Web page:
Lun, 19, is one of the youths facing an uncertain future and he is taking each day as it comes. Currently, he has two part-time jobs. From Tuesdays to Thursdays he works at a community centre; and from Fridays to Sundays he works the night shift at McDonald’s. He makes $6,000 a month from his labour. This allows him to support himself without asking for money from his parents.

But alternating betweenday and night shifts is a nightmare. “I took on the jobs with the mindset that they would be temporary ones while I applied for better ones. But work is so demanding that I no longer have the time or motivation to make applications,” he says.

There is a traditional saying that “knowledge can change fate”. But for Lun, the immediate priority is to support his family as his father is due to retire soon. He left school after completing his A-levels earlier this year and has been working since then. He plans to enrol in vocational courses so he can pursue a better career, such as in the insurance or accounting sector. Lun has decided not to further his education by taking associate degree courses because he does not want to borrow money to pay for his studies. “I’d have to spend the first four tofive years of work repaying my debts,so I wouldn’t be able to save up. And it’s not like I’m going to get a good job anyway,” he says.

While Lun seems resigned to fate, some are unwilling to let poverty get in the way of their ambitions. Joan Ng Wan-mei, 18, grew up in a poor single-parent household but went on to get 3 A’s in the Hong Kong Certificate of Education Examination. “Being poor is not an excuse. All it takes is determination,” Ng says.

She developed her drive early, as a primary school pupil, when her mother was a salesperson earning just $3,000 to $4,000 a month. Although she was unable to afford books and tutorials, she used public libraries and online learning resources. “I do stand at a disadvantaged starting point. But it is only a starting point. That is why I have to work harder than everyone else, or else I would really lose,” she says. As a result of her positive attitude, she was chosen as one of the 2010 Top Ten Model Youth by the We Love Hong Kong organisation.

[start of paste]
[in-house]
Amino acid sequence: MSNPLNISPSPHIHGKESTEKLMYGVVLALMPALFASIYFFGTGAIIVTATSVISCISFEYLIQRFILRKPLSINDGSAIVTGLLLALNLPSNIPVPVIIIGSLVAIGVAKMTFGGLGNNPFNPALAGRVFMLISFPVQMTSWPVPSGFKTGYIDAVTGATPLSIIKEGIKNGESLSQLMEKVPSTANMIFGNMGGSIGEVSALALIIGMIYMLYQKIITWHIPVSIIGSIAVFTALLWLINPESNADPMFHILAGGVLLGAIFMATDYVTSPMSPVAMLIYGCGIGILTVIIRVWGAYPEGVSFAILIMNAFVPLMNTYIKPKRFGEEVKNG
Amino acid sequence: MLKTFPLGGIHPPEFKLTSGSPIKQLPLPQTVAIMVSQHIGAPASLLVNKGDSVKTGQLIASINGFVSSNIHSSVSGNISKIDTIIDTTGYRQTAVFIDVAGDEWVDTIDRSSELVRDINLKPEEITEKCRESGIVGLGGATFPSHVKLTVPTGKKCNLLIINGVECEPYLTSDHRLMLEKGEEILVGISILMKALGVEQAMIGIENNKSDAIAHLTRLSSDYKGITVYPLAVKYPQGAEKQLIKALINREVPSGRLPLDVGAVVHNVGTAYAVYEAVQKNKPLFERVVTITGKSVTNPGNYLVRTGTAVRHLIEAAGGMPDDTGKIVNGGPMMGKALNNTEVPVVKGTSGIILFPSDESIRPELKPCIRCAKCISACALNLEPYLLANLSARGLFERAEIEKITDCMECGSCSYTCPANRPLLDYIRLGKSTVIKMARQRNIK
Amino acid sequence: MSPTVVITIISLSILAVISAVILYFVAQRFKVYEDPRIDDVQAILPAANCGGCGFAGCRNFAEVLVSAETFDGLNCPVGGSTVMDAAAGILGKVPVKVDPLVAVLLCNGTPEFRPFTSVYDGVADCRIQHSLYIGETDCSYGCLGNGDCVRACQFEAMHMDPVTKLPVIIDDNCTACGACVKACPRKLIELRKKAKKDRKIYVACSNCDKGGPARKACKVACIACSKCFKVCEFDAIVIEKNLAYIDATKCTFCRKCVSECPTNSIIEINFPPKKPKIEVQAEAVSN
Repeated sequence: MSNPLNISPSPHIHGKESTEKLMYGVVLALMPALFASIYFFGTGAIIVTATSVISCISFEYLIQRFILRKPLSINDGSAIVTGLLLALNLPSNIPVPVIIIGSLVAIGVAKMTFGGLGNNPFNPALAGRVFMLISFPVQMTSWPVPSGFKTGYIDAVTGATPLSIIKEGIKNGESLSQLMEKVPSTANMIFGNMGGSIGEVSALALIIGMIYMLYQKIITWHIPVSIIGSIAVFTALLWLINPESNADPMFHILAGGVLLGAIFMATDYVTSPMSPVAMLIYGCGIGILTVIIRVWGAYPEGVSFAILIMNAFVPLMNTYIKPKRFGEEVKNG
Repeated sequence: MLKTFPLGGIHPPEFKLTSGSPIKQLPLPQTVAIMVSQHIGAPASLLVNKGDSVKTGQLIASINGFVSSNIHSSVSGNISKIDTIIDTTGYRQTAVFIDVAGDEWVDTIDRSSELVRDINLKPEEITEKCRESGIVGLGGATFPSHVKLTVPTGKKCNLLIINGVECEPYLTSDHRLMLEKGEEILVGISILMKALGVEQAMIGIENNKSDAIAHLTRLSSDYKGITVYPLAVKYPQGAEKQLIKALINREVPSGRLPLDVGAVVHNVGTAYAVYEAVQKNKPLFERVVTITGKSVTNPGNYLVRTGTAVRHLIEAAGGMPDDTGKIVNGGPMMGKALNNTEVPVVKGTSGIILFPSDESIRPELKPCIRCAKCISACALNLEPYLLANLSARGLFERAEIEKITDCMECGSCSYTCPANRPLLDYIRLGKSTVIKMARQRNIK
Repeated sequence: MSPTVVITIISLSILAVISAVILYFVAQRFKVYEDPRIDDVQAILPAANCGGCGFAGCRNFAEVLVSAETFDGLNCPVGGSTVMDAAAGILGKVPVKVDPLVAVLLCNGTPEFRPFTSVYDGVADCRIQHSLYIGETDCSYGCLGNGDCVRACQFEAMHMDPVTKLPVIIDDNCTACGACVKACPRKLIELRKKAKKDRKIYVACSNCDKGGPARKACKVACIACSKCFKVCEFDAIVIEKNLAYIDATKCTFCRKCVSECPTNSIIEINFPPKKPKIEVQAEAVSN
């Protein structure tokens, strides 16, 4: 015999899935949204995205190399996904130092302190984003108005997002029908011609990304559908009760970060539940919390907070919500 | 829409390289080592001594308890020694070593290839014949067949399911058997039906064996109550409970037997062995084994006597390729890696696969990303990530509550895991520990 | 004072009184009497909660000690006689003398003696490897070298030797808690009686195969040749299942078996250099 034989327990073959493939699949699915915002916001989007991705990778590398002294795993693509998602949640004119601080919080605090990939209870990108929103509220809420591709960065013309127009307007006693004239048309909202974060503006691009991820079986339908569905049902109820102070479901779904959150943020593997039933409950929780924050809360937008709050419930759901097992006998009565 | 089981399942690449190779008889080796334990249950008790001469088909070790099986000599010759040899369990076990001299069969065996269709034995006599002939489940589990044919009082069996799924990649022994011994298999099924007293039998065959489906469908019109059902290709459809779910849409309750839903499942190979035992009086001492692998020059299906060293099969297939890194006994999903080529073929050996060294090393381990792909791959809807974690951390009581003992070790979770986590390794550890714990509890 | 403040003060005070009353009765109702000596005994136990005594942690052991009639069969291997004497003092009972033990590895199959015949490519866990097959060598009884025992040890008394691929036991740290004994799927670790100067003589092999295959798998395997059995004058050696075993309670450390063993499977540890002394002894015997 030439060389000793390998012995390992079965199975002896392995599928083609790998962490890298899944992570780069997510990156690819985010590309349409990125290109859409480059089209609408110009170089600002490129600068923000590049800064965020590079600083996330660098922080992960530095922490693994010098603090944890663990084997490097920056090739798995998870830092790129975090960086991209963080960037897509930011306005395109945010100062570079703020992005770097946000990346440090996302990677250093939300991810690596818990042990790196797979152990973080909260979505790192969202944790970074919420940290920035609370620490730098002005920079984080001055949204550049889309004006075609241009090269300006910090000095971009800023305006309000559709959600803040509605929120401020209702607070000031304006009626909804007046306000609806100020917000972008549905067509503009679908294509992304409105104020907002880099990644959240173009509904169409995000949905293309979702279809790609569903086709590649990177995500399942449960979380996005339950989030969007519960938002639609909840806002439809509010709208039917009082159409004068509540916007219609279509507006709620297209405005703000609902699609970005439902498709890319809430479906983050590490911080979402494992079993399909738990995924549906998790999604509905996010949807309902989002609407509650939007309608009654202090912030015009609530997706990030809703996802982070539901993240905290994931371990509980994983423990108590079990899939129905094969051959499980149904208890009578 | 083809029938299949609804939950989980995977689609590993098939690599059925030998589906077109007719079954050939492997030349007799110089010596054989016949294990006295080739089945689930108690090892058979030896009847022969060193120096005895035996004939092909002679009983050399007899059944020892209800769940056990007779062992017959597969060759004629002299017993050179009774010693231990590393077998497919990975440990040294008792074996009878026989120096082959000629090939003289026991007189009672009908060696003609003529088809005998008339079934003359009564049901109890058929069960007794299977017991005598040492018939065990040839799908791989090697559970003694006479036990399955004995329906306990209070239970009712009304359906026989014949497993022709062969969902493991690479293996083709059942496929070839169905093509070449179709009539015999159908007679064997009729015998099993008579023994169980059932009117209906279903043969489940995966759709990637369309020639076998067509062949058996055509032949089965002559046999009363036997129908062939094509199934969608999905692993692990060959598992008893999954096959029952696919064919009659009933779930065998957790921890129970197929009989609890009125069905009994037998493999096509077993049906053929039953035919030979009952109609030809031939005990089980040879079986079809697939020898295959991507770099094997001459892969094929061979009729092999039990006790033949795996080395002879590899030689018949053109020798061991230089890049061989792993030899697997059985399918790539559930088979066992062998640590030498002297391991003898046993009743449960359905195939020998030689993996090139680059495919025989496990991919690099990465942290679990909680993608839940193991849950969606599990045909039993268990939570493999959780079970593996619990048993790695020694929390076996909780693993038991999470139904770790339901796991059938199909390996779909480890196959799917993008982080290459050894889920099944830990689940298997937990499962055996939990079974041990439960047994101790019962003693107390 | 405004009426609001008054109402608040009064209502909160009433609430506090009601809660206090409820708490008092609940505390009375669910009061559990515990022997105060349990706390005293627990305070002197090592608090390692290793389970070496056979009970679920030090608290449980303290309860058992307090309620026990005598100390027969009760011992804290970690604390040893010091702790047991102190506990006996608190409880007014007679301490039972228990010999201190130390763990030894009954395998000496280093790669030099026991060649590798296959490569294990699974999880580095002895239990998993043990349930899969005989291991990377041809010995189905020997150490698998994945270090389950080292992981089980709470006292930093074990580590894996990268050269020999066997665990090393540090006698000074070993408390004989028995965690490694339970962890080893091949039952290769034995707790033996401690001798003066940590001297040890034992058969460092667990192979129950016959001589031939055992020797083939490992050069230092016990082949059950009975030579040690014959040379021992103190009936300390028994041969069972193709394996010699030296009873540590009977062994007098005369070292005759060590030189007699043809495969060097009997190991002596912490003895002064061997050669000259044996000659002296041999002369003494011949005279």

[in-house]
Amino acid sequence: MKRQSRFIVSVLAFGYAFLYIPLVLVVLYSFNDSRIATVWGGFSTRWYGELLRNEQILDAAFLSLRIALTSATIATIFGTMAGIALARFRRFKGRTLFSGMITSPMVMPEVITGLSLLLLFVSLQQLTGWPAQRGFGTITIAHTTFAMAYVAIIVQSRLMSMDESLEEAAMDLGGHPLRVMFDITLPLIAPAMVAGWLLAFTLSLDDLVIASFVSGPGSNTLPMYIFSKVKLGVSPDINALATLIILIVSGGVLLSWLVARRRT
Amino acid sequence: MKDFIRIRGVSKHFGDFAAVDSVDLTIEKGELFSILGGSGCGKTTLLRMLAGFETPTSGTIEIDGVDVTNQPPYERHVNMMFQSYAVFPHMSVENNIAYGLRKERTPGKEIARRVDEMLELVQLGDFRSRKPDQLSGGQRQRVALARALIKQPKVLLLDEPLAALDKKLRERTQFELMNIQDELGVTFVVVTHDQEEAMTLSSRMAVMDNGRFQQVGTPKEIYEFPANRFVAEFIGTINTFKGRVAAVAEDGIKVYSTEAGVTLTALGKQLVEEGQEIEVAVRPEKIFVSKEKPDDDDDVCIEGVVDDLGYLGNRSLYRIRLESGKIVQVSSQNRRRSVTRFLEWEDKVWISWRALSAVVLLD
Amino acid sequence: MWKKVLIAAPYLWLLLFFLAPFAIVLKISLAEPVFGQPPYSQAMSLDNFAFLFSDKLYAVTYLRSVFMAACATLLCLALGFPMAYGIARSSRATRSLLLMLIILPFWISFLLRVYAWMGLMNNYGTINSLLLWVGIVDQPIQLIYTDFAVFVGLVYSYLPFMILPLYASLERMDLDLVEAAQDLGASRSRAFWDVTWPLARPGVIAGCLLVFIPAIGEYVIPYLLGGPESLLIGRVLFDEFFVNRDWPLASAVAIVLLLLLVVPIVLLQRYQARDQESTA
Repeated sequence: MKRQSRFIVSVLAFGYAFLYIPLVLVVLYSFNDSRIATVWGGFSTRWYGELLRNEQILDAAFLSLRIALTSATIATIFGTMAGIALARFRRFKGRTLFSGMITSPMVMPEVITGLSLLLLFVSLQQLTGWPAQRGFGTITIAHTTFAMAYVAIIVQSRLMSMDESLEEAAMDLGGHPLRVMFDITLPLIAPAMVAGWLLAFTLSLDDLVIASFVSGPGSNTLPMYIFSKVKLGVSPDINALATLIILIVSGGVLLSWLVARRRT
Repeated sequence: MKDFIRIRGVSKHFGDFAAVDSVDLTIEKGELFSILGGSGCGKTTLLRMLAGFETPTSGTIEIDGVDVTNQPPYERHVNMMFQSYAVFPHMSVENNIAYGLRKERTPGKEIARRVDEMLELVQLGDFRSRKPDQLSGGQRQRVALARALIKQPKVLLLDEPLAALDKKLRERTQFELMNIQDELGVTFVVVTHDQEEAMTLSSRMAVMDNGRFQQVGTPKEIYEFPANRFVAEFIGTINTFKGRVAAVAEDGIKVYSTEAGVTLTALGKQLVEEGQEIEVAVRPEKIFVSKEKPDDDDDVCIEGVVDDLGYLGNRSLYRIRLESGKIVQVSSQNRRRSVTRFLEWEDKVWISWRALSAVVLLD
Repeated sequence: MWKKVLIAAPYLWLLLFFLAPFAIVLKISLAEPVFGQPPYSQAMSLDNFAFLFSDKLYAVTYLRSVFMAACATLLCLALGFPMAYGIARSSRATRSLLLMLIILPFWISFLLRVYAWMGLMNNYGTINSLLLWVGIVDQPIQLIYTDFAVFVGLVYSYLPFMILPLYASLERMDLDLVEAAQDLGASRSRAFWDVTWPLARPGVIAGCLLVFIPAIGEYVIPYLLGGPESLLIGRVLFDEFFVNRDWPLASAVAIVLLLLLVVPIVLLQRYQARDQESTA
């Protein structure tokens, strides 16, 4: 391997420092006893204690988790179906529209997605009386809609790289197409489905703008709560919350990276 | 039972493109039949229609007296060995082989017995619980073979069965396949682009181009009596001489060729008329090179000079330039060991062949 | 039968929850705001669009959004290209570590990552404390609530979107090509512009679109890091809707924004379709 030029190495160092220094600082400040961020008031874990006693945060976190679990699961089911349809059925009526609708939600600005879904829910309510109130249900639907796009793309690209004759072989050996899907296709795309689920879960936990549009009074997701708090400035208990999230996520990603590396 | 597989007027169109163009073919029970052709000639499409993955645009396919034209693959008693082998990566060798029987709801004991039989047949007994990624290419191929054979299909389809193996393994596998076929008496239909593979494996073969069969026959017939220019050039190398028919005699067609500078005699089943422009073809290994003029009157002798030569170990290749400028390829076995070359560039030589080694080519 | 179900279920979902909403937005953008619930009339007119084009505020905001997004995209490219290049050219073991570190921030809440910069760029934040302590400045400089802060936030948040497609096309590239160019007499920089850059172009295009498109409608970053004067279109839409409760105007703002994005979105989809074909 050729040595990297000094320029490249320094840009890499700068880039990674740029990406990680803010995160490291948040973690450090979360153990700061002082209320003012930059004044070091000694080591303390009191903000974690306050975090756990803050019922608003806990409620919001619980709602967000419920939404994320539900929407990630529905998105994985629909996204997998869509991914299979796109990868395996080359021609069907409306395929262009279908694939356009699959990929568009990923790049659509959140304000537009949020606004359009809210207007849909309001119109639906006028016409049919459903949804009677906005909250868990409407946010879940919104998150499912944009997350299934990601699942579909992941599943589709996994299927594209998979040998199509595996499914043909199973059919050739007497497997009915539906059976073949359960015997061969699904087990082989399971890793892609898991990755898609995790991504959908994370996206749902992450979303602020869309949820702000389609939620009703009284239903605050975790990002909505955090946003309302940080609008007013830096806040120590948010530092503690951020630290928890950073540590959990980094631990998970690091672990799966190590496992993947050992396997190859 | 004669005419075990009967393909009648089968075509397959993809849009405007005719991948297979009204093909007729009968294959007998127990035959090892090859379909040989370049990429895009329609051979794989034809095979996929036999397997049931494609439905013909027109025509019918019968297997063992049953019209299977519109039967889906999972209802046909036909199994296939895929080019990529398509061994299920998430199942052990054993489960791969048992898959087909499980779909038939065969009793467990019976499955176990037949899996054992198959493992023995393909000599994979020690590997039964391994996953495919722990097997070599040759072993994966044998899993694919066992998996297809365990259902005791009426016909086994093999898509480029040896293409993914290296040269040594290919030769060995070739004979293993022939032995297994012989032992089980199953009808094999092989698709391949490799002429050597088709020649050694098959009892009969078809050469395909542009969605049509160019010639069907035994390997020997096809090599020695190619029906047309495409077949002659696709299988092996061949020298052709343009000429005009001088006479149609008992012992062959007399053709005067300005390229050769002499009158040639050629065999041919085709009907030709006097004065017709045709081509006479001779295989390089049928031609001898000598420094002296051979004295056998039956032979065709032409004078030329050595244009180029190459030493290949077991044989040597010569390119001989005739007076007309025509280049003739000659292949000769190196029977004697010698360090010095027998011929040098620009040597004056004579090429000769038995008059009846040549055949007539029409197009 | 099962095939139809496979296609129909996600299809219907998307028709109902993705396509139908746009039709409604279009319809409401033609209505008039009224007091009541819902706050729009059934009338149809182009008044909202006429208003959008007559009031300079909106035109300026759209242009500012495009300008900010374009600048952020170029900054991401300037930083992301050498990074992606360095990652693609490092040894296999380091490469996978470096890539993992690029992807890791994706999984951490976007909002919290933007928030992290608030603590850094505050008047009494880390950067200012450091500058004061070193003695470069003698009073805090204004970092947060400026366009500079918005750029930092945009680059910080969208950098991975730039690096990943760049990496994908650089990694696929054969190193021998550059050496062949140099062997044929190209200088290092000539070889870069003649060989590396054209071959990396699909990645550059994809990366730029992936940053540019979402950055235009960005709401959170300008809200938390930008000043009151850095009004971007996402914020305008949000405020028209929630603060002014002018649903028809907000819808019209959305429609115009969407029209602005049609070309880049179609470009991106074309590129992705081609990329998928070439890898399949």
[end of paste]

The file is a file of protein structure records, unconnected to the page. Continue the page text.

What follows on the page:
While poverty has never been a constraint on Ng’s study, it still influences her lifelong decisions. She once aspired to be an architect but she has abandoned the dream as she would have to train for eight years before becoming fully qualified. That is eight years she cannot
afford. Also, the course requires students to make models which would be too costly for her.

Although she is disappointed, Ng is willing to accept reality. “If it can’t be, it can’t be. Many rich people were once poor. Like Li Ka-shing, he became rich out of his own efforts. I don’t believe in unfairness,” she says.

Joan Ng’s determination and academic achievements may make her an exception. Others, such as Jay and Lun, are driven into work, despite the hardship, because of their sense of responsibility towards their families. But there are some young people who neither study nor work.

The Hong Kong Council of Social Services estimates there are 49,000 “non-engaged” young people, who can be divided into five broad categories. Ken Chan Kam-ming, the chief officer of HKCSS lists the five as those with mental problems, the “hidden” or socially withdrawn, the low-motivated, those with specific learning difficulties and Southeast Asian ethnic minorities.

Chan believes one of the most important factors in tackling youth poverty is to motivate them to work. Those currently receiving CSSA payments face a deduction of $200 for every $500 earned. “When wages are so low, it does not make a big difference in their income whether they work or live on aid,” Chan says, “so many choose to rely on the CSSA instead of facing long work hours.”

Chan believes the government should not only change policies that dissuade young people from working but also adopt policies directly targeting youth poverty. As the Confederation of Trade Unions’ Scott Tam says, young people are not poor because they lack a work ethic.

“People say teenagers are unemployed because they are lazy, but those I’ve come in contact with are very proactive in finding jobs. But either they cannot find jobs or the ones they do
find are unstable.”